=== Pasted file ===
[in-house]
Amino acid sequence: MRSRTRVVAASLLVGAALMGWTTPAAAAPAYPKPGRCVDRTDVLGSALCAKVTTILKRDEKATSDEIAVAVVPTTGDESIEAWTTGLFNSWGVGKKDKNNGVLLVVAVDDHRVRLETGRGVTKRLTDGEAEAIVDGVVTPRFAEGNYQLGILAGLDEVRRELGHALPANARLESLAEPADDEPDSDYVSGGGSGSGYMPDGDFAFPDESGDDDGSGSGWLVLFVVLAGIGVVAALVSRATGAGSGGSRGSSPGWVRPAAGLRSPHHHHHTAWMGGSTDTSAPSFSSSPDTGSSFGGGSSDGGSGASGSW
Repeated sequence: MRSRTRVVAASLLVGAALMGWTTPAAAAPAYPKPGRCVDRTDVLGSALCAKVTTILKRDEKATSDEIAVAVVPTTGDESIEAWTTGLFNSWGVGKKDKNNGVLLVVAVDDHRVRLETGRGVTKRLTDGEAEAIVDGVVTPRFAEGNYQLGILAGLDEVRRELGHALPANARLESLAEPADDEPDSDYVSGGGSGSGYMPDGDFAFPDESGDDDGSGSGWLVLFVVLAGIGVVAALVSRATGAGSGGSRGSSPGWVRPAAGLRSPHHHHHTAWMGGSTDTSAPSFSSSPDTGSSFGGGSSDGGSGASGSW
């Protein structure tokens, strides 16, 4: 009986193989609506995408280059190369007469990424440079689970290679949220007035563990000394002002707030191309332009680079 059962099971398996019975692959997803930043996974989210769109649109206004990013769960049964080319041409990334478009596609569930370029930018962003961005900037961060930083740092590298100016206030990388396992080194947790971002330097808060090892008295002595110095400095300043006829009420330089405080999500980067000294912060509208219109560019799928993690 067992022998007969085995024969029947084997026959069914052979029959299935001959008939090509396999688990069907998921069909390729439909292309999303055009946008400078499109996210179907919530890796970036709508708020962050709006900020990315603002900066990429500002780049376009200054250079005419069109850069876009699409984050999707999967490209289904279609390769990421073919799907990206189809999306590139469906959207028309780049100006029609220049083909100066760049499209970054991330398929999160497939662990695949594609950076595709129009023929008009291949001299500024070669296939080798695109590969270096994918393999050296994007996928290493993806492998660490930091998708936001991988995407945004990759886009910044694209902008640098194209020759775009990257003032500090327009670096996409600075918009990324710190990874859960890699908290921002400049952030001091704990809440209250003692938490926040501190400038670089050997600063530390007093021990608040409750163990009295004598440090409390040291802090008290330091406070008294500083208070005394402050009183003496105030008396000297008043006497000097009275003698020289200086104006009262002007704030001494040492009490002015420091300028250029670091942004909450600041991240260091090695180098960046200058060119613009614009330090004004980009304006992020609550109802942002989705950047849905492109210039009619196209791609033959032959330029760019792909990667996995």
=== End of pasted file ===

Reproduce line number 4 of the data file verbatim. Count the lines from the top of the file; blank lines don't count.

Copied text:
């Protein structure tokens, strides 16, 4: 009986193989609506995408280059190369007469990424440079689970290679949220007035563990000394002002707030191309332009680079 059962099971398996019975692959997803930043996974989210769109649109206004990013769960049964080319041409990334478009596609569930370029930018962003961005900037961060930083740092590298100016206030990388396992080194947790971002330097808060090892008295002595110095400095300043006829009420330089405080999500980067000294912060509208219109560019799928993690 067992022998007969085995024969029947084997026959069914052979029959299935001959008939090509396999688990069907998921069909390729439909292309999303055009946008400078499109996210179907919530890796970036709508708020962050709006900020990315603002900066990429500002780049376009200054250079005419069109850069876009699409984050999707999967490209289904279609390769990421073919799907990206189809999306590139469906959207028309780049100006029609220049083909100066760049499209970054991330398929999160497939662990695949594609950076595709129009023929008009291949001299500024070669296939080798695109590969270096994918393999050296994007996928290493993806492998660490930091998708936001991988995407945004990759886009910044694209902008640098194209020759775009990257003032500090327009670096996409600075918009990324710190990874859960890699908290921002400049952030001091704990809440209250003692938490926040501190400038670089050997600063530390007093021990608040409750163990009295004598440090409390040291802090008290330091406070008294500083208070005394402050009183003496105030008396000297008043006497000097009275003698020289200086104006009262002007704030001494040492009490002015420091300028250029670091942004909450600041991240260091090695180098960046200058060119613009614009330090004004980009304006992020609550109802942002989705950047849905492109210039009619196209791609033959032959330029760019792909990667996995």